Labour insisted Galloway only won "because Labour did not stand”, having been forced to suspend its candidate Azhar Ali after he was recorded saying that Israel had let its defences drop deliberately on October 7 to create a pretext for invading Gaza. Its deputy campaign co-ordinator Ellie Reeves said: “George Galloway is someone who stokes up division and fear. This isn’t how we would have wanted this by-election to play out.”

Galloway’s involvement in the Arab and Palestinian “cause” dates back to 1980, when as a rising Labour activist, he campaigned successfully to fly the Palestinian flag from Dundee town hall, and arranged for the city to be twinned with Nablus in the West Bank.

Having first won his first parliamentary seat for Labour in 1987, Glasgow Hillhead, he became an increasingly outspoken critic of the party’s leadership. He opposed the 1991 Gulf War triggered by Iraq’s invasion of Kuwait, claiming the tiny oil-rich kingdom had been “stolen from its motherland”.

In 1994, Galloway visited first Gaza, then Saddam Hussein in Iraq. By this time, the dictator had gassed thousands of Iraqi Kurds, and was running one of the world’s most brutally oppressive regimes. Yet Galloway told him: “Sir, I salute your courage, your strength, your indefatigability ... I can honestly tell you that there was not a single person to whom I told I was coming to Iraq and hoping to meet with yourself who did not wish me to convey their heartfelt, fraternal greetings and support.”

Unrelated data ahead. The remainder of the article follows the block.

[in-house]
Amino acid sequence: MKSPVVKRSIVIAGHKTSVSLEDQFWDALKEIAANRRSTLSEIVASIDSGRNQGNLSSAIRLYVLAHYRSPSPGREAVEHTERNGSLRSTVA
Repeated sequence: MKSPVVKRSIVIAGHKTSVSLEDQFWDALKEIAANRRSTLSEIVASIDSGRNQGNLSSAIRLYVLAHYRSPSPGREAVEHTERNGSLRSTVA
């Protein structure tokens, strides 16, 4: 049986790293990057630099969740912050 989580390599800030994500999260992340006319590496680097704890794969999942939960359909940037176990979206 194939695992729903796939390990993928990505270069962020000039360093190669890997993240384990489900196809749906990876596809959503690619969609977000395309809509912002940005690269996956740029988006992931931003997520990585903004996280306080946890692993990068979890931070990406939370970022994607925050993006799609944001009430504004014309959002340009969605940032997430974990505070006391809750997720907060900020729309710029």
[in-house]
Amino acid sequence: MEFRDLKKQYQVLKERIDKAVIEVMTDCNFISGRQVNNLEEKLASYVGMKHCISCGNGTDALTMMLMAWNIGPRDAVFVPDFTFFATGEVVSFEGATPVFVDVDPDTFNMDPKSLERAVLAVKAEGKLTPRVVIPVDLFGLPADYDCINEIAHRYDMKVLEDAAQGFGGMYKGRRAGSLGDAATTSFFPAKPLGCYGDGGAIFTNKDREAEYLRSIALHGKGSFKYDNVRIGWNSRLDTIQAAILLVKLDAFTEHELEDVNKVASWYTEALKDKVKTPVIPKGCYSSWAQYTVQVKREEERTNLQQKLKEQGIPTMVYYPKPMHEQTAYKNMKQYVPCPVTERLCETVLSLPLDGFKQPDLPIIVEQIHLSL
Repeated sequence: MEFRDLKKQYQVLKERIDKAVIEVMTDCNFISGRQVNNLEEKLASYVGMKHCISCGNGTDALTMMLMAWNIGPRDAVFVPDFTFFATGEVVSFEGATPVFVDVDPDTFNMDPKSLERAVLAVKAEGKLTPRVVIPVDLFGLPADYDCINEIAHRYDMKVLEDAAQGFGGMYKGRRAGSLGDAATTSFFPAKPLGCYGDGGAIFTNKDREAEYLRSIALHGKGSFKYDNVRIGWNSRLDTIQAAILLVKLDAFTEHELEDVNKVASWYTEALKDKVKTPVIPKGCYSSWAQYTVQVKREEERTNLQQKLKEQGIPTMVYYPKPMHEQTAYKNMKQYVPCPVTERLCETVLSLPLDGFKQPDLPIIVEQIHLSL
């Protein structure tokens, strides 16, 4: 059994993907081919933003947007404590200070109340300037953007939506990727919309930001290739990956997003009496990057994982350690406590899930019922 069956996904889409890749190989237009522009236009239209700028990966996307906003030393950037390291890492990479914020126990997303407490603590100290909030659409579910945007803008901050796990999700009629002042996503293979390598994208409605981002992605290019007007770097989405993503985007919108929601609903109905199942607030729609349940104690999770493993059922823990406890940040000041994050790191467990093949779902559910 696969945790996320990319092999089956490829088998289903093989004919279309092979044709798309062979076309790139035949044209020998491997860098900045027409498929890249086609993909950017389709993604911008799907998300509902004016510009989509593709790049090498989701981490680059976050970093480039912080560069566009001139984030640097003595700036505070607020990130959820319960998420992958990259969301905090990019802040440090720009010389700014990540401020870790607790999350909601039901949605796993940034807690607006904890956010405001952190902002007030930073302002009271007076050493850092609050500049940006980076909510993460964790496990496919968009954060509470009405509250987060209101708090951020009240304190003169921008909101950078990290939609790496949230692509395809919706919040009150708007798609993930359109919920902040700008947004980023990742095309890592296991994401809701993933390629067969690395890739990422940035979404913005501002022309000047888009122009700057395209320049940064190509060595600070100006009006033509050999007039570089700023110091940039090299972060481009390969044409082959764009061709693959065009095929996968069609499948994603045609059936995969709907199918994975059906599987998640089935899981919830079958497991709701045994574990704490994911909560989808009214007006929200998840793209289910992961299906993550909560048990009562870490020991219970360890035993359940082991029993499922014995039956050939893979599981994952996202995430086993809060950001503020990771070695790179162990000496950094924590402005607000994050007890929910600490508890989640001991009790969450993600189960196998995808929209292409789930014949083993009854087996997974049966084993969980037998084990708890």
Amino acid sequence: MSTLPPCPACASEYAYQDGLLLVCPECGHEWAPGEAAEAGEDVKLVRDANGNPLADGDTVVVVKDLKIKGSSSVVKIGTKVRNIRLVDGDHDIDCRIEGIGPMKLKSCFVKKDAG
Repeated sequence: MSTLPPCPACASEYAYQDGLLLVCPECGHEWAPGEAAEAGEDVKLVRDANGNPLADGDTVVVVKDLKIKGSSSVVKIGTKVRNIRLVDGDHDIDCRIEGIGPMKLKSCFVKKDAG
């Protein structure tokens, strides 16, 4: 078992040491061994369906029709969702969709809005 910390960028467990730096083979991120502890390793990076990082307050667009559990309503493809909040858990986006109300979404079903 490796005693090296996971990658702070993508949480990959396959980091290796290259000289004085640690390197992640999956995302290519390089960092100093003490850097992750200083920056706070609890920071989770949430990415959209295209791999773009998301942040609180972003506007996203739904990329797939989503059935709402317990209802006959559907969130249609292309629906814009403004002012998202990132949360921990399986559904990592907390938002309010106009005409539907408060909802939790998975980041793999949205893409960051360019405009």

He met Saddam again in 2002, claiming that he went to try to prevent the war that started the following year by persuading him to give UN weapons inspectors full access. He later said he regarded him as a “bestial dictator”, but was opposed to using force to eject him from power.

Galloway was expelled by Labour in 2003 when he said that British troops serving in Iraq should refuse to obey orders on the grounds that war against the Iraqi dictator was “illegal”.

He went on to lose his Glasgow seat when it was abolished by boundary changes in 2005, but his first comeback started immediately. Standing as the candidate for the Respect Party, which Galloway had founded, he defeated the Labour minister Oona King in what had been a longstanding Labour stronghold in east London, Bethnal Green and Bow.

The constituency, once heavily Jewish, has a high proportion of Muslim voters, and Galloway claimed that Labour had been waging a “war on Muslims”. In 2010, the Channel 4 Dispatches programme broadcast a secret recording in which Galloway said the Islamic Forum of Europe, which advocated sharia law, had played a “decisive role” in his victory.

He won his next seat, Bradford West, another constituency with a large Muslim population, at a by-election in 2012. He described his success as “the most sensational victory in British political history”, but lost the seat at the general election three years later.

But if Jeremy Corbyn had won the elections held in 2017 and 2019, Galloway would have been close to the centre of power, through his close friendship with Corbyn’s strategy chief Seumas Milne. The pair are said to have spoken every day for many years.

In that scenario, his influence on Labour would have been direct. But his victory in Rochdale now may make almost as great an indirect impact. Starmer’s vulnerability to losing Muslim votes over his stance on Gaza is now front and centre of British politics, and the new Member for Rochdale is certain to ensure that nobody ever forgets it.

March 01, 2024 14:27